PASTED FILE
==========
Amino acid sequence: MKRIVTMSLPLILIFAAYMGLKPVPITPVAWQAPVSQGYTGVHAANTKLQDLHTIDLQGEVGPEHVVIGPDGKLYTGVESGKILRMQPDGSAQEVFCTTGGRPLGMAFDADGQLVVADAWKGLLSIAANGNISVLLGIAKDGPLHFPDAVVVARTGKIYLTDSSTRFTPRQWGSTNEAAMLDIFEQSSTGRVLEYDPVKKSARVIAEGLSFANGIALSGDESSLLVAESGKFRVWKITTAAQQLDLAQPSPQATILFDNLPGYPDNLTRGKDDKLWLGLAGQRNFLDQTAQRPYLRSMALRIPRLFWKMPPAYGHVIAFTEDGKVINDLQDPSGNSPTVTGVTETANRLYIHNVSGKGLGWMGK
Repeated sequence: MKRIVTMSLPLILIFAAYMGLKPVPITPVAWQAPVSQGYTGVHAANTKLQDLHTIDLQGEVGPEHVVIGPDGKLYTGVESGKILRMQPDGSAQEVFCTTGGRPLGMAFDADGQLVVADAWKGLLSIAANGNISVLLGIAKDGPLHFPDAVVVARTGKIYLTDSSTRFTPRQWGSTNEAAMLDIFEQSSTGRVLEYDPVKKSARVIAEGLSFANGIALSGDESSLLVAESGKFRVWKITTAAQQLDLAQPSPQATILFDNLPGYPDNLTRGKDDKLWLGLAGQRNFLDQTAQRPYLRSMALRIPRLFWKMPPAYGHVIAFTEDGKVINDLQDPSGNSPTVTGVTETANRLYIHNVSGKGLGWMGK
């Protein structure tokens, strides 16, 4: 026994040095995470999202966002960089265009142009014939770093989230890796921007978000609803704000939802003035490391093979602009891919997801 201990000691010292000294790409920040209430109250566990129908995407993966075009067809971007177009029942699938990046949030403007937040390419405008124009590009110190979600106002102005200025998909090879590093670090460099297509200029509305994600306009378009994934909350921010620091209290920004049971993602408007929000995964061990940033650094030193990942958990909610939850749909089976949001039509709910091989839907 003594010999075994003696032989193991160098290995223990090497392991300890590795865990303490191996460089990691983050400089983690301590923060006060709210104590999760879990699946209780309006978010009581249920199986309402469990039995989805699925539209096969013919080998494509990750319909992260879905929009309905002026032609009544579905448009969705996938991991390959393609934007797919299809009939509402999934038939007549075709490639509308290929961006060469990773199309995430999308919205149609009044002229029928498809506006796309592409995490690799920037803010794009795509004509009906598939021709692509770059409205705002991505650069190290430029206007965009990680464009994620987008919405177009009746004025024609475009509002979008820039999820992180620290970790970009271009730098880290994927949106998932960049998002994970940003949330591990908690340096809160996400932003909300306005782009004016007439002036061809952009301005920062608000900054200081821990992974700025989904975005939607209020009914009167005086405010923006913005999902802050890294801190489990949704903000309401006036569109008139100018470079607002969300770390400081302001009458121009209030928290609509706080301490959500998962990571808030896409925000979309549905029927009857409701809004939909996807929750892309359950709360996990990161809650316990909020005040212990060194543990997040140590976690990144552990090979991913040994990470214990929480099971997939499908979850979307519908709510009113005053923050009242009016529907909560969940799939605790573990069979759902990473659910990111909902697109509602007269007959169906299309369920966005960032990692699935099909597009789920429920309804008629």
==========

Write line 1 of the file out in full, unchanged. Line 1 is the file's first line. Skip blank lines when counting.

Amino acid sequence: MKRIVTMSLPLILIFAAYMGLKPVPITPVAWQAPVSQGYTGVHAANTKLQDLHTIDLQGEVGPEHVVIGPDGKLYTGVESGKILRMQPDGSAQEVFCTTGGRPLGMAFDADGQLVVADAWKGLLSIAANGNISVLLGIAKDGPLHFPDAVVVARTGKIYLTDSSTRFTPRQWGSTNEAAMLDIFEQSSTGRVLEYDPVKKSARVIAEGLSFANGIALSGDESSLLVAESGKFRVWKITTAAQQLDLAQPSPQATILFDNLPGYPDNLTRGKDDKLWLGLAGQRNFLDQTAQRPYLRSMALRIPRLFWKMPPAYGHVIAFTEDGKVINDLQDPSGNSPTVTGVTETANRLYIHNVSGKGLGWMGK